The wonderful preschool years
Preschoolers – what a challenging time in one way and easy in the other! I don’t think there is ever another time that one is so tired physically with all the ‘little’ things of the ‘little’ children, but to homeschool these little fellows is actually so easy… Usually all it requires is the creation of a rich learning environment, and their own inquisitiveness will lead them to explore, with a little guidance from you. Preschoolers also love to be involved in your life, so take them along with you wherever you go, talk to them about it, show them the world and they will learn!
Now one may ask: "What is a rich learning environment"?
Start by creating 3D spaces for your child to move up and down, left and right in. It is relatively easy to create a rich learning environment if one has a large house and garden – as it provides 3D space in trees, sand, mud, soil, water, a climbing frame, swings, slide, grass, places to hide and run and play ball, stairs, water pools, etc. In South Africa we are very fortunate to have good weather nearly all year round, so the children can play outside nearly every day of their life. I do so much agree with Charlotte Mason in the importance of taking your children out in nature very often – daily if you can. Then with a little bit of energy, projects like a vegetable garden, dogs, birds in a big cage, rabbits and of course a fishpond can all contribute to enriching the preschoolers’ exposure to living things and how to care for them. Of course, the projects in itself are also part of the learning process – do involve the preschoolers in these activities as well. If you are restricted on the outside, you can be creative indoors as well.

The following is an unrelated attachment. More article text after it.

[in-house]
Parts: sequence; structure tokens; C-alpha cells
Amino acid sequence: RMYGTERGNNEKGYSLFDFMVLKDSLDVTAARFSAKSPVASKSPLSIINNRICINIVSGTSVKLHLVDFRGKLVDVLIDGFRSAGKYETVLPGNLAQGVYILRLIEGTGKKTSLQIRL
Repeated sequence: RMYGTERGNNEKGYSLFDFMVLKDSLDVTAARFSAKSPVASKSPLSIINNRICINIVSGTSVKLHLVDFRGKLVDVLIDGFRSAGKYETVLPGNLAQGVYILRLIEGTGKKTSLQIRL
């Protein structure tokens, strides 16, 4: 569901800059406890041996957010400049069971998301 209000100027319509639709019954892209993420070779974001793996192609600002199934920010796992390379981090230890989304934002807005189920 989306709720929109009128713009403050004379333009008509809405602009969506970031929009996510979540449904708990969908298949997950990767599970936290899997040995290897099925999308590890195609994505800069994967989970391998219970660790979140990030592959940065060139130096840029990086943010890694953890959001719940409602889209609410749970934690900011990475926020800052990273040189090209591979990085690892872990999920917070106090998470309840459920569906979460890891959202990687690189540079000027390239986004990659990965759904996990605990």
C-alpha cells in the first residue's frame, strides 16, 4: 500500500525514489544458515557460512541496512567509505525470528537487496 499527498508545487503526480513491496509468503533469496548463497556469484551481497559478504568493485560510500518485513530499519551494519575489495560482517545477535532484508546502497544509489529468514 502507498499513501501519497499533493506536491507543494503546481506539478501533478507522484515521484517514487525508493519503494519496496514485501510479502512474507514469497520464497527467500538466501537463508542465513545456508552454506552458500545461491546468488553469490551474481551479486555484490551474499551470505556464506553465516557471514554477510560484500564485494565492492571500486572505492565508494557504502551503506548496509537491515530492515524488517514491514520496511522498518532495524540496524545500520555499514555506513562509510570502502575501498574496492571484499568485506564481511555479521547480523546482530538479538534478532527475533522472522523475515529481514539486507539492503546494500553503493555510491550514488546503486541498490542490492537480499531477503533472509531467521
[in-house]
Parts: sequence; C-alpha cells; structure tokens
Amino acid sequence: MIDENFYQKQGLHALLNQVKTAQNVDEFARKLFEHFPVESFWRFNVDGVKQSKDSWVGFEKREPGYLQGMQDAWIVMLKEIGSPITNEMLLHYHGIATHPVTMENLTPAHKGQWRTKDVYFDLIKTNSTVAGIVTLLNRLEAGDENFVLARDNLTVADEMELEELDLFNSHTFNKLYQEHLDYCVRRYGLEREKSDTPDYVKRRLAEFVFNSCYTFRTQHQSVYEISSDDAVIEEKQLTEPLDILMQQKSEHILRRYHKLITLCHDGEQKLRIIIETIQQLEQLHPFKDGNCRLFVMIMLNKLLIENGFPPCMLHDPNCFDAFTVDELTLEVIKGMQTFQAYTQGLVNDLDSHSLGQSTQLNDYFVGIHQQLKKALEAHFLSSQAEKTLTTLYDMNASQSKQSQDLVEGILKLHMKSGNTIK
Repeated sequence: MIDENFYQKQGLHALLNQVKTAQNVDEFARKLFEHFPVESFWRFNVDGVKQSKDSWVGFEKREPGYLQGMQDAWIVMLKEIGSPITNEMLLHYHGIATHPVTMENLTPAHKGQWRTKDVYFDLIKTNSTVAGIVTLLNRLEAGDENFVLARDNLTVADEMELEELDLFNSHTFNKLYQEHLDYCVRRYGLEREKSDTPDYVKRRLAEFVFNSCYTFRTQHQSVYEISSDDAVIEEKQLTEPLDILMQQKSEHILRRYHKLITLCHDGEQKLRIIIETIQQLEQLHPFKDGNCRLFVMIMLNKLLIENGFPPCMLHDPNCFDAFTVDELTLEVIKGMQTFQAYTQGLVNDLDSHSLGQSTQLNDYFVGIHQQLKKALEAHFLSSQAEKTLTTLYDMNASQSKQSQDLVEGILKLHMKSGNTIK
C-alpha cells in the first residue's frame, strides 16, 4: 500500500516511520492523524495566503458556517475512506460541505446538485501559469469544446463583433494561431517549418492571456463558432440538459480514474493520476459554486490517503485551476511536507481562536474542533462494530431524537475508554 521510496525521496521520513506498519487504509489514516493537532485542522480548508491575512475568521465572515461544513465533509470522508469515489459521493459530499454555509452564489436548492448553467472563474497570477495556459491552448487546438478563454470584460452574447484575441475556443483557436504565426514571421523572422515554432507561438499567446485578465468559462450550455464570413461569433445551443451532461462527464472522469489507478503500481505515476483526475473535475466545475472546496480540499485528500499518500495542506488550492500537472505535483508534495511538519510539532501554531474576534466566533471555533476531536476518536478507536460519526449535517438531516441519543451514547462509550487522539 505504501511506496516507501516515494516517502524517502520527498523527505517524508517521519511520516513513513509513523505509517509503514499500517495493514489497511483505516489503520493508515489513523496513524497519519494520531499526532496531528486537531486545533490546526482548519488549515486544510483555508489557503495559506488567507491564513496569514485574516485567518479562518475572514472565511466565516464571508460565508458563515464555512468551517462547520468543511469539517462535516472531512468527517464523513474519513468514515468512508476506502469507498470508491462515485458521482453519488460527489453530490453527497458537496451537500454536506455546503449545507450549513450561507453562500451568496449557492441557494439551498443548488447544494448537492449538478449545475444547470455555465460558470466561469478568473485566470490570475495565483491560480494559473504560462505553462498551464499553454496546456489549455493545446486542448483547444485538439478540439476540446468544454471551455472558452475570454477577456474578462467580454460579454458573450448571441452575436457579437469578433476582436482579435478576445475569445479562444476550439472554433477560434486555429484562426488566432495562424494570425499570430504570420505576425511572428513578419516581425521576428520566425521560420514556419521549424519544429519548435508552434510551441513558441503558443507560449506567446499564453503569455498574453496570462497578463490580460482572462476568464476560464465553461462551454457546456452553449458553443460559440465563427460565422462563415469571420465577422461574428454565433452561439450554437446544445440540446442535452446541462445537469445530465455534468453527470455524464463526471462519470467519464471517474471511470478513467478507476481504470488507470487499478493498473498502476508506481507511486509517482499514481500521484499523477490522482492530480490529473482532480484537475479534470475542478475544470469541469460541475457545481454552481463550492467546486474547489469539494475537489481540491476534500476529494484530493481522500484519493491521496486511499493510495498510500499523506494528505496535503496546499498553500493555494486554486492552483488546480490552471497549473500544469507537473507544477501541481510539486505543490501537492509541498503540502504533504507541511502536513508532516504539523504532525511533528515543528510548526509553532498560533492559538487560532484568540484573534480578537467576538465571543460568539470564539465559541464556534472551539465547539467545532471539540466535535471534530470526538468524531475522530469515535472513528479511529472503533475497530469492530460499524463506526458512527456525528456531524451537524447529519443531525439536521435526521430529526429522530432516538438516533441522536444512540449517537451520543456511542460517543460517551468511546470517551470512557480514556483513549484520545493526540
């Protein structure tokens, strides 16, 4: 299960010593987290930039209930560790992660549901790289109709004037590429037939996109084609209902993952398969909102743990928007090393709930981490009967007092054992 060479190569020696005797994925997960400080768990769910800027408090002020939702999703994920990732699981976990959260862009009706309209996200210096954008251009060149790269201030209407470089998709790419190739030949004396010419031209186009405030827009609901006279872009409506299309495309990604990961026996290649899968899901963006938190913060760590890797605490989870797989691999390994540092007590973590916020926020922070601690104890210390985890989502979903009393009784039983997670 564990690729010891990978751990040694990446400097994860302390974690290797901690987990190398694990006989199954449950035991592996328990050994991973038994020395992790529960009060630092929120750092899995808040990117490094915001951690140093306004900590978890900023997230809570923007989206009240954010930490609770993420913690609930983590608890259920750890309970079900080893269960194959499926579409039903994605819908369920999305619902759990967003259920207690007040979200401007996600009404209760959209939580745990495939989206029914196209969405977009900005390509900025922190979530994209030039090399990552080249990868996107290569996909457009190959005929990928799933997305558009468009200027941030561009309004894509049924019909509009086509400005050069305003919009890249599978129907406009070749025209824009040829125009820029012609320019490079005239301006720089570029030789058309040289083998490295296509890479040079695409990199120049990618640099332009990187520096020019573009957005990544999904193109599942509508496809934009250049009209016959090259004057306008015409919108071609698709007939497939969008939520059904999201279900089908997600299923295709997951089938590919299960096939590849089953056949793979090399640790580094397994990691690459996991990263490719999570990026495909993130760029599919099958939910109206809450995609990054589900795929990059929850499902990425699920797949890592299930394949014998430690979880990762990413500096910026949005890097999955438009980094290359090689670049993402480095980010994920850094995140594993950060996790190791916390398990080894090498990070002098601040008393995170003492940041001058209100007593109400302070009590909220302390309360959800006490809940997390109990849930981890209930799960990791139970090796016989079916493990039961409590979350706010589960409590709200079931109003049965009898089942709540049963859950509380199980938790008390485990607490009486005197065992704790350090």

I do so much agree with Charlotte Mason in the importance of taking your children out in nature very often – daily if you can.
Whether one creates a 'play/learning' room or just play/learning corners, these can again be made very interesting and preschooler-friendly. In our house I am very lucky to have a big room called the Learning Room where all the toys are. These toys are organised with the preschoolers' stuff on the bottom within easy reach, while the bigger children’s stuff is stored higher up. This room has a nice big carpet so that we are comfortable doing things on the floor (as one often does with little ones), shelves packed with books, puzzles and games for their size. Boxes filled with blocks, soft toys, 'kitchen stuff', balls, animals, cars and tractors, dolls, etc are also always available at their level on the ground. Of course, in a normal home, the kitchen with its usual cupboard full of plastic stuff and pots and pans is an ideal environment for the little one to keep him/herself busy when you are preparing meals.
As mentioned before, just living and involving your little ones will all be learning for them. We as a family view all outings - shopping, library, holidays, camping, visits to people and hikes - as learning opportunities for especially the preschooler. It is not even necessary to keep a log of what has been learnt – by just keeping all the photos you took, you will be able to refer back to all those things you did.
We as a family view all outings - shopping, library, holidays, camping, visits to people and hikes - as learning opportunities for especially the preschooler.
Since language development is really related to how much a child hears and talks when young, we focus specifically on building a rich vocabulary for our children by reading to our children often and talking to them all the time about everything. We love to spend a lot of time together as a family and therefore have enough time for reading and doing things together.